An encounter ‘at the bomb site’, in the no-man’s land between conflicting worlds: the title of the group exhibition ‘Through the Barricades’ alludes not to a Romeo-and-Juliet-style love story situated in troubled surroundings, but to (political) conflicts in general and the agony of alienation brought about by ideologies and manipulation. The video works of Daya Cahen, Cristina Lucas and Fernando Sánchez Castillo each display a distinct outlook on the consequences of the concept ‘authority’.
In the forests between Moscow and St. Petersburg, 10.000 young Russians are preparing for a heroic future. Their goal: to make Russia the world leader of the twenty-first century. They are the chosen ones, the country’s future managers and politicians. In 2007 Daya Cahen (1969, Amsterdam) was granted permission—highly unusual for an outsider—to pitch her tent in the Nashi summer camp. There she witnessed the day-to-day activities of Vladimir Putin’s radical and patriotic youth movement, notorious for the part that its members play in breaking up anti-Putin demonstrations and using violence against opponents of the regime. The boys and girls spend two weeks at the remote, isolated camp where red banners wave and loudspeakers constantly preach sermons about their future. ‘Nashi’ (our people), 2008, offers a fascinating glimpse at the way in which both leaders of the system and the system itself are molded.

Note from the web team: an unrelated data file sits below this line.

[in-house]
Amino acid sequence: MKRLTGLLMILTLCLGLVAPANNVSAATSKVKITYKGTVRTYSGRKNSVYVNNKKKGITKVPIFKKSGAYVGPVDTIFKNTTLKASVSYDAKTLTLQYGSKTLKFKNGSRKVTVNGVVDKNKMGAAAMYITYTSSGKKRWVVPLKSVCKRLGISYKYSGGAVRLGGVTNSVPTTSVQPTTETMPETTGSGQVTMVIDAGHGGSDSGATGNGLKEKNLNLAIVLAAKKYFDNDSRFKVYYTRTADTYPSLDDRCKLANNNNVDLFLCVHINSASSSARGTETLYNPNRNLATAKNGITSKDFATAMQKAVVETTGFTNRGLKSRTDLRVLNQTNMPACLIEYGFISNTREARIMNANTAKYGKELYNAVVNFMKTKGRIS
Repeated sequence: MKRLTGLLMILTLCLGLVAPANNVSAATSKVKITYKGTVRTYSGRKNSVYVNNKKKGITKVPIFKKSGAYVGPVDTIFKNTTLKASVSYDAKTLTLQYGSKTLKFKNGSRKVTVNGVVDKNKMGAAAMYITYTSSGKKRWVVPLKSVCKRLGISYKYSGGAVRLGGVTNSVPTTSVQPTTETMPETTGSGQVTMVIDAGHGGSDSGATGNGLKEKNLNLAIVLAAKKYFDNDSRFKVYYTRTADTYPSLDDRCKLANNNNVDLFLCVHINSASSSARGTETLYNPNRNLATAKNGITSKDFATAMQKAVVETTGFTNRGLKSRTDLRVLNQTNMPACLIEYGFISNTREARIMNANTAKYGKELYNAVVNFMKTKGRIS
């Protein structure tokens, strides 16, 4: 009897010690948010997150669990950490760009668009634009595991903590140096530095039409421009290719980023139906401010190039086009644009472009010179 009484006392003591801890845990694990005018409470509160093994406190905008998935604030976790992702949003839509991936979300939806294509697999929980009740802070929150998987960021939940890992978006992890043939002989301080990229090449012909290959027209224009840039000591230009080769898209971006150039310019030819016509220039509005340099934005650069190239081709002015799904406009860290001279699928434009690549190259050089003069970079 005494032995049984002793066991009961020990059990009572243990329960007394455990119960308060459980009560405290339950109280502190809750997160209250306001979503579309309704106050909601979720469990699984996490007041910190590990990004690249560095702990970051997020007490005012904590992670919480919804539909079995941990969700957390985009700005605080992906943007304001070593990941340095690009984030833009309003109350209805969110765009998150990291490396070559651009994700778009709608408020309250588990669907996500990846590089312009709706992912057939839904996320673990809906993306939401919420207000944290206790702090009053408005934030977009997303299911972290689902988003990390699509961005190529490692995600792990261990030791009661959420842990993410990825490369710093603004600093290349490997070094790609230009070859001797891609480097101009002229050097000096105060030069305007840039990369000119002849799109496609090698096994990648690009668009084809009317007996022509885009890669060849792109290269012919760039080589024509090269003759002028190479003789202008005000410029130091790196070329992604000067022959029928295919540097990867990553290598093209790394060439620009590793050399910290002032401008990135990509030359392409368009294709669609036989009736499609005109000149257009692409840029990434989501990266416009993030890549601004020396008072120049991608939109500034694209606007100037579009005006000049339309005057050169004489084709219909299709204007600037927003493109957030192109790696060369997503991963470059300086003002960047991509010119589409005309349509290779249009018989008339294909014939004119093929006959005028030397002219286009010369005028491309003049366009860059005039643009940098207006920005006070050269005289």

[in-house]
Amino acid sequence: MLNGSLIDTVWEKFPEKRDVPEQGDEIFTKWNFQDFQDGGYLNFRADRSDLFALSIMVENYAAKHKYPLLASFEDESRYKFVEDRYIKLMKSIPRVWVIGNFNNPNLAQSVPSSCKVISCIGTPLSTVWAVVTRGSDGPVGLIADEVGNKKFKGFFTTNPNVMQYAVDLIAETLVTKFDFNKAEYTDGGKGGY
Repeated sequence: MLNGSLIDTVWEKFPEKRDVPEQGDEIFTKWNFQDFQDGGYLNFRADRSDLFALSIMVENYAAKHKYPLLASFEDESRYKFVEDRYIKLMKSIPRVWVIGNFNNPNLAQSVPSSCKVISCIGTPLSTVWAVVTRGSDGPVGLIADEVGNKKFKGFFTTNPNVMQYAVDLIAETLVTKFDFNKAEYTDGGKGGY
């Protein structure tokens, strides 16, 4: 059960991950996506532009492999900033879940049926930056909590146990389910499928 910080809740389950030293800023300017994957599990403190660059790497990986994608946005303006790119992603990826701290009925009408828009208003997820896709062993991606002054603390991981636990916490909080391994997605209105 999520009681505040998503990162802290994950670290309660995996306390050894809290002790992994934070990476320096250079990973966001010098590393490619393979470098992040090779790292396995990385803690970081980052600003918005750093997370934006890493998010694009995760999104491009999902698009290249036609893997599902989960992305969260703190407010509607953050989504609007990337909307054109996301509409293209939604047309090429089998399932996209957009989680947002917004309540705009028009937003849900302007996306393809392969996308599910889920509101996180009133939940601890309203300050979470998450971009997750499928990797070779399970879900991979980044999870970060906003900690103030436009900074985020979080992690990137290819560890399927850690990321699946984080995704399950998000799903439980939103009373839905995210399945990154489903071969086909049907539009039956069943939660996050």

The folk song ‘If I Had a Hammer’, by The Weavers, was written in 1949 in support of the progressive American labor movement. It was banned during the McCarthy era but regained its popularity during the 1960s and 70s, when it was used as a kind of anthem by the Civil Rights Movement. The iconoclastic nature of the lyrics also lent itself to radical feminism, an ideology that became prevalent during those years. In a contemporary manner, the Spanish artist Cristina Lucas (1973, Jaén) brings the rebellious poetry of the ‘hammer’ tradition into the limelight with her work ‘Habla’, 2008. She hammers at a replica of Michelangelo’s famous statue of Moses—the prophet of three monotheistic religions—commanding it to speak (Habla!) at every blow. Legend has it that Michelangelo was so proud of his lifelike Moses that he struck its knee with a hammer and asked it, ‘Why don’t you talk?’ For Lucas the issue is not the destruction of the statue, but the representation of an ideology by way of acts that oppose archetypes used to uphold the patriarchal tradition.